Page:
Largely shut out of American theaters since the 1920s, foreign films such as Open City, Bicycle Thief, Rashomon, The Seventh Seal, Breathless, La Dolce Vita and L’Avventura played after World War II in a growing number of art houses around the country and created a small but influential art film market devoted to the acquisition, distribution, and exhibition of foreign-language and English-language films produced abroad. Nurtured by successive waves of imports from Italy, Great Britain, France, Sweden, Japan, and the Soviet Bloc, the renaissance was kick-started by independent distributors working out of New York; by the 1960s, however, the market had been subsumed by Hollywood.
From Roberto Rossellini’s Open City in 1946 to Bernardo Bertolucci’s Last Tango in Paris in 1973, Tino Balio tracks the critical reception in the press of such filmmakers as François Truffaut, Jean-Luc Godard, Federico Fellini, Michelangelo Antonioni, Tony Richardson, Ingmar Bergman, Akira Kurosawa, Luis Buñuel, Satyajit Ray, and Milos Forman. Their releases paled in comparison to Hollywood fare at the box office, but their impact on American film culture was enormous. The reception accorded to art house cinema attacked motion picture censorship, promoted the director as auteur, and celebrated film as an international art. Championing the cause was the new “cinephile” generation, which was mostly made up of college students under thirty.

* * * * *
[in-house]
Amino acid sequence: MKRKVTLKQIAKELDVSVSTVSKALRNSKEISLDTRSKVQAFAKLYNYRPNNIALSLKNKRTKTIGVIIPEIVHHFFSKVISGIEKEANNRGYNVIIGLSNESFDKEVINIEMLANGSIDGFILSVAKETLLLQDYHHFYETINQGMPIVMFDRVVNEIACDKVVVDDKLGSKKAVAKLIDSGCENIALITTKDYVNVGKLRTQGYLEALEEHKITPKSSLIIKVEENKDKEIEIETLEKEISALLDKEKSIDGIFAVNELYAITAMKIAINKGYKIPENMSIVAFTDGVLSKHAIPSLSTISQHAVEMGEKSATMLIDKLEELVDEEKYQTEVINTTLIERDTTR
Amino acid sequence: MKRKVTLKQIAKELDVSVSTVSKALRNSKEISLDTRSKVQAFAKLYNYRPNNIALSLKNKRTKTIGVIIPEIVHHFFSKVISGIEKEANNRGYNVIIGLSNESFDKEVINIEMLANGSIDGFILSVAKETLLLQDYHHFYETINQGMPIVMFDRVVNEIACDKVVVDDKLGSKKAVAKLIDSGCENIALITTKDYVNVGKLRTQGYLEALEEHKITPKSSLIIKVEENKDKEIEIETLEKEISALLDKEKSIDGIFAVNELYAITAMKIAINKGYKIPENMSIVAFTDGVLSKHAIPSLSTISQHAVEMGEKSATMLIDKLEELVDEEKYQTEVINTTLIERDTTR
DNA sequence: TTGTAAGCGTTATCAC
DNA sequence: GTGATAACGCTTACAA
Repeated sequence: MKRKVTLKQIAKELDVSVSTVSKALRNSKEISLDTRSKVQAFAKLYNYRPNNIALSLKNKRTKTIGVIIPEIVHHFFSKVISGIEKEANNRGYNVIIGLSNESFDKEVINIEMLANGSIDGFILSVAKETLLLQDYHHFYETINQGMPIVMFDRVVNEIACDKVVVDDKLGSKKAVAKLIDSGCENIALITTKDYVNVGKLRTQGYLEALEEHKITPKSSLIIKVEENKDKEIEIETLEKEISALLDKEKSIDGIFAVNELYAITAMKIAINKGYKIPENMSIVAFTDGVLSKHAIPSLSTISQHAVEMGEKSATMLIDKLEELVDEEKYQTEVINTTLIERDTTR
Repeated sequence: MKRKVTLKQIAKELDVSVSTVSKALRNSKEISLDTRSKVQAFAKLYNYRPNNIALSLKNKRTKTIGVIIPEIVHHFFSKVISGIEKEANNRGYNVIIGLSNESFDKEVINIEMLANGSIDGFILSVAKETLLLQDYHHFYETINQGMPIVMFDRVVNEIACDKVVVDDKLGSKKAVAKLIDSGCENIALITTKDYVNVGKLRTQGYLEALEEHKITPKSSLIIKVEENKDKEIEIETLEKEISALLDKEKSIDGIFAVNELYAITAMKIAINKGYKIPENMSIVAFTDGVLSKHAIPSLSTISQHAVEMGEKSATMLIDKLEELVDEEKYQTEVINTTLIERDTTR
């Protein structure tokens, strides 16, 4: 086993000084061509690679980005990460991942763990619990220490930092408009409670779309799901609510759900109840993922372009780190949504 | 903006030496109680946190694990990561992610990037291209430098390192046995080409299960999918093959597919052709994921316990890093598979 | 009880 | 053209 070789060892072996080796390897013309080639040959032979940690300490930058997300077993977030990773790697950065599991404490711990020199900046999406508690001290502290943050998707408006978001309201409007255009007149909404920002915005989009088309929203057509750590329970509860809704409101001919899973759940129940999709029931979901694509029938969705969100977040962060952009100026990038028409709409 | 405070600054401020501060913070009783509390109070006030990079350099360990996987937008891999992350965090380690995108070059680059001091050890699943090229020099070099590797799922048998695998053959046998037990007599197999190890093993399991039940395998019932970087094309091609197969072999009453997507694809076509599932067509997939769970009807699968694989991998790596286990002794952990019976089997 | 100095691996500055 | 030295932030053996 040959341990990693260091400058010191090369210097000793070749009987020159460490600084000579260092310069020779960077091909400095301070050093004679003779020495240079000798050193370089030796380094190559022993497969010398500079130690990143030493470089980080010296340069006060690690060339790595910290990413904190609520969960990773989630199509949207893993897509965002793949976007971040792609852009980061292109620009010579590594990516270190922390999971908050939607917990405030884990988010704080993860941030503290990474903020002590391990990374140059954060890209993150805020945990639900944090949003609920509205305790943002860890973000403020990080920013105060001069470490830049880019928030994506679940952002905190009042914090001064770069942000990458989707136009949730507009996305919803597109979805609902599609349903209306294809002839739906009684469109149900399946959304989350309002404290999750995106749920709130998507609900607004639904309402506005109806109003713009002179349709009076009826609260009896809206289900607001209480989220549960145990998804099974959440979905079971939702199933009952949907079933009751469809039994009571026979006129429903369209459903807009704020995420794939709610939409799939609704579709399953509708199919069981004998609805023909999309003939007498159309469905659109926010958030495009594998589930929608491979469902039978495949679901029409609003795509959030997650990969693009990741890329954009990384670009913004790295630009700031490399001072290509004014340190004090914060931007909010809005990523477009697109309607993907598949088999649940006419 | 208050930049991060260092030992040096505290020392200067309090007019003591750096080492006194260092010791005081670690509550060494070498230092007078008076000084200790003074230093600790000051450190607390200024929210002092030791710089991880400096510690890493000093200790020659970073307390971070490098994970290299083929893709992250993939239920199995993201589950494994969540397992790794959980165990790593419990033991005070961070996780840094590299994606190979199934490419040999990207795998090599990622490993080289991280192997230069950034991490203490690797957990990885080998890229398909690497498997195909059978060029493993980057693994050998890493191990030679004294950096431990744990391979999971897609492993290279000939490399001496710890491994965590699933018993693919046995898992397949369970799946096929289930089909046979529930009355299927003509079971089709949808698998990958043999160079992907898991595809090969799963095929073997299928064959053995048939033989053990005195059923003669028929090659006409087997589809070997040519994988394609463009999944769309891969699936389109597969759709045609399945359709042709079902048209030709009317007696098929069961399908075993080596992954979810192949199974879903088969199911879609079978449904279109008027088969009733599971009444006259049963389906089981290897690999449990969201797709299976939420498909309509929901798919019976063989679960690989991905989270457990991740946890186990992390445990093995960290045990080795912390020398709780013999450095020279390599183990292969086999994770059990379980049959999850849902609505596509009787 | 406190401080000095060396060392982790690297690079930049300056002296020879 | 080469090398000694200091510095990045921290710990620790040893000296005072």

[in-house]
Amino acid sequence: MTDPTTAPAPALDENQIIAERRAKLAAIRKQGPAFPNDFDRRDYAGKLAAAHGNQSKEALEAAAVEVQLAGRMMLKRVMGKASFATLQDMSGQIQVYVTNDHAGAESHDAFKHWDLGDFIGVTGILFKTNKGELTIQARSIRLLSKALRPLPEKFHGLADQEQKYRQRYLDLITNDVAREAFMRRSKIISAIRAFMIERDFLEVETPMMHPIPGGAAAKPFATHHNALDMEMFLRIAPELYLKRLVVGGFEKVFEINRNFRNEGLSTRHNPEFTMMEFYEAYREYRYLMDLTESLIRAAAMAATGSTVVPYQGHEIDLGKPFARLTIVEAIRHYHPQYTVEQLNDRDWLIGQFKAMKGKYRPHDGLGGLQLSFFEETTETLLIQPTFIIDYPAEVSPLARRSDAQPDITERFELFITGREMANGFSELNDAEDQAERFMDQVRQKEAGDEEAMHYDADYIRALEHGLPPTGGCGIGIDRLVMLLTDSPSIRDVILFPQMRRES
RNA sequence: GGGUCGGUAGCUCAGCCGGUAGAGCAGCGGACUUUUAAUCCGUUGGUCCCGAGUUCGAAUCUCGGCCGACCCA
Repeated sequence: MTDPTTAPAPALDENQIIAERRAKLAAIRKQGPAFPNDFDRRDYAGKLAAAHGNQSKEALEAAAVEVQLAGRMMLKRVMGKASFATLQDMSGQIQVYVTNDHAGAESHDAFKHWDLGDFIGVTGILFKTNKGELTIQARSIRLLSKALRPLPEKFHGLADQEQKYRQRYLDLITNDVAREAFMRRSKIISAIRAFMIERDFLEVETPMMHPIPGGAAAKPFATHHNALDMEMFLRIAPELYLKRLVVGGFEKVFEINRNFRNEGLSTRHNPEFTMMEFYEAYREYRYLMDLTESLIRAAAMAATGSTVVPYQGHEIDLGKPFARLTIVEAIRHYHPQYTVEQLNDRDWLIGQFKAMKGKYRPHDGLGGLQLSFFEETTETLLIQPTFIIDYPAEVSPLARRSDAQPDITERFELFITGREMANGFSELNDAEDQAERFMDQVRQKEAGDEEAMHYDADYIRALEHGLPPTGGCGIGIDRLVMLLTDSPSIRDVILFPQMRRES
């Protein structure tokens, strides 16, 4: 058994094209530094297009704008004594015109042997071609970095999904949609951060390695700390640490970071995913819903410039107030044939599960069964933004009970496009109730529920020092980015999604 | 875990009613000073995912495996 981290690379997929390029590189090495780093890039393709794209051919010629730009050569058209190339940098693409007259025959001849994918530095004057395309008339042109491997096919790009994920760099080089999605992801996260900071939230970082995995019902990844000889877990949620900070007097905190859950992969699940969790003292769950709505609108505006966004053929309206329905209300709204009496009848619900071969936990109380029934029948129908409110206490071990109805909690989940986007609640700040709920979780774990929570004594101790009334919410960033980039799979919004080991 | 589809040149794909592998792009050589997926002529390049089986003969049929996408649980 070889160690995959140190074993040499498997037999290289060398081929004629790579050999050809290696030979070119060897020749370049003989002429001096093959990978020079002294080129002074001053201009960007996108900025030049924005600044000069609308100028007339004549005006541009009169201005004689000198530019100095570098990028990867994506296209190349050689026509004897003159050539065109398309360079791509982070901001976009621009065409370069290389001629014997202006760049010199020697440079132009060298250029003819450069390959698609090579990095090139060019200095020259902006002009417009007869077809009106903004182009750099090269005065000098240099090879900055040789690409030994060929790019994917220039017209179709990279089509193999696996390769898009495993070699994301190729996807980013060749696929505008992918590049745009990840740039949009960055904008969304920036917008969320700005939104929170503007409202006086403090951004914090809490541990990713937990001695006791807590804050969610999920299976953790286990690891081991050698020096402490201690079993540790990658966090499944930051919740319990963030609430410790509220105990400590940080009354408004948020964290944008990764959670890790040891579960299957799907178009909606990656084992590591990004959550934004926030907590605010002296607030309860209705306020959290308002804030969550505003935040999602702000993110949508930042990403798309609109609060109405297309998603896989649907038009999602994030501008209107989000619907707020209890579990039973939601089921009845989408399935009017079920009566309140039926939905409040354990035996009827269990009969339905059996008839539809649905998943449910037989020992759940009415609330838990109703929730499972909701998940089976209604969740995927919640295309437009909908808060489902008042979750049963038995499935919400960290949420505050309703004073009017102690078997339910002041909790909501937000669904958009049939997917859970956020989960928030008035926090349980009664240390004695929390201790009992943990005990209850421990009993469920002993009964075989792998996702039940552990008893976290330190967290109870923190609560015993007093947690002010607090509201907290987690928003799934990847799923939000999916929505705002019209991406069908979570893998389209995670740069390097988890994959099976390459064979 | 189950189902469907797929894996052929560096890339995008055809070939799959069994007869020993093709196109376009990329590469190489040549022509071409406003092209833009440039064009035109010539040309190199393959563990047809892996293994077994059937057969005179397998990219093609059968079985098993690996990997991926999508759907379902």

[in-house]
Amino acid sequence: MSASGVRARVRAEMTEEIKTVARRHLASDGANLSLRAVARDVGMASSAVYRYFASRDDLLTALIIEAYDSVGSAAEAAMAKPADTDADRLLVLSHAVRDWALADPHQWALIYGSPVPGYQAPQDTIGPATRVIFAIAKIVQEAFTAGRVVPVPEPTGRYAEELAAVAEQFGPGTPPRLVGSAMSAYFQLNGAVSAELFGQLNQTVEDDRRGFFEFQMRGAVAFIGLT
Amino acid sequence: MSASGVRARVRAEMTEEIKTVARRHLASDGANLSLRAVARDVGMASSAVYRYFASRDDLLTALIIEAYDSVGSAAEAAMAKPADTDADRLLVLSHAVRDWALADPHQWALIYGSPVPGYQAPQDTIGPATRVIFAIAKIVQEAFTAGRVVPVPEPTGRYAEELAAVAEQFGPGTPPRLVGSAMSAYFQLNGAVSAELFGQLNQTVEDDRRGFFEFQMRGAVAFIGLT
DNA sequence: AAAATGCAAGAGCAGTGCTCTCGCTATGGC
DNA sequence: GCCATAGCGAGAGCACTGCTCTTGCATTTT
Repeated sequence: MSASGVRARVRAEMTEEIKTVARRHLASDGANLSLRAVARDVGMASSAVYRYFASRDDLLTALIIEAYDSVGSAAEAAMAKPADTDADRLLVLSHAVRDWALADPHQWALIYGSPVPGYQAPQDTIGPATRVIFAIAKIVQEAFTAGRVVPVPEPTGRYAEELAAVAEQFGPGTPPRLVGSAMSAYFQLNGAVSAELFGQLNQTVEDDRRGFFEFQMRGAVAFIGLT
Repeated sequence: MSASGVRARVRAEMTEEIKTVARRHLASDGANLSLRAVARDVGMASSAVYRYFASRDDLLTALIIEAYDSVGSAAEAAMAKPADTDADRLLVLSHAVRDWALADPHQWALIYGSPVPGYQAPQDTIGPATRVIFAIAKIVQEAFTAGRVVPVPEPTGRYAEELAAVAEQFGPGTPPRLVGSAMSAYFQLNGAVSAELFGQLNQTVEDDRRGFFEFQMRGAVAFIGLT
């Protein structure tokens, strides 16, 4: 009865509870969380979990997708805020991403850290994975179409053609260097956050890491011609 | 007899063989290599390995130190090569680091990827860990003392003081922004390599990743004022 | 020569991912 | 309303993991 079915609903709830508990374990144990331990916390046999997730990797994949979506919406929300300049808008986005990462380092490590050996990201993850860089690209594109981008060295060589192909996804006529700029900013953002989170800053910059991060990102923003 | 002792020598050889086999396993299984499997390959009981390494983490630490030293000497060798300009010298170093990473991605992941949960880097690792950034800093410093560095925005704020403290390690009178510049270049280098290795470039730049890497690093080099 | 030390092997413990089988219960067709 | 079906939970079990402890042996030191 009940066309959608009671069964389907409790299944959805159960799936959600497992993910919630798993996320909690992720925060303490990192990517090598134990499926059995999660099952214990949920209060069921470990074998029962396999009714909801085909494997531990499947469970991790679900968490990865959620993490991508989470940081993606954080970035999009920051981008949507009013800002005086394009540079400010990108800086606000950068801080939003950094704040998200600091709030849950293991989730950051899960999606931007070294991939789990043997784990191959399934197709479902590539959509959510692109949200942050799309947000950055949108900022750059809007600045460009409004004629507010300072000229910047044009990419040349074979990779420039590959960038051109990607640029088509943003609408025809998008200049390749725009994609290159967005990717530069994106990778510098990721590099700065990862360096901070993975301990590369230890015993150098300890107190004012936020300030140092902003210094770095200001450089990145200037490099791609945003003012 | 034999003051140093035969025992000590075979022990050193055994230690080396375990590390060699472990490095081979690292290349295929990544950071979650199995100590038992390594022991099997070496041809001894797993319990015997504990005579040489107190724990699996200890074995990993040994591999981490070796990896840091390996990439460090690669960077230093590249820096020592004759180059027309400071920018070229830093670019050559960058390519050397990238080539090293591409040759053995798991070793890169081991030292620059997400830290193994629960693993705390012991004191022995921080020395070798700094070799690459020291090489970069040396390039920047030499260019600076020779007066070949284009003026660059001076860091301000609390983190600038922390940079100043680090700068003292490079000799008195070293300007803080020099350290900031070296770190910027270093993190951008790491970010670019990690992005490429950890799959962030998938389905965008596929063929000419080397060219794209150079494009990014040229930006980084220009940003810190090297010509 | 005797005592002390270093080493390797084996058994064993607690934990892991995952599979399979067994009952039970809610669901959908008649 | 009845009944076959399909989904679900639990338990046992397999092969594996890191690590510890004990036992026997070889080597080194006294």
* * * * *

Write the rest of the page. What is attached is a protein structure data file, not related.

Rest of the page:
The fashion for foreign films depended in part on their frankness about sex. When Hollywood abolished the Production Code in the late 1960s, American-made films began to treat adult themes with maturity and candor. In this new environment, foreign films lost their cachet and the art film market went into decline.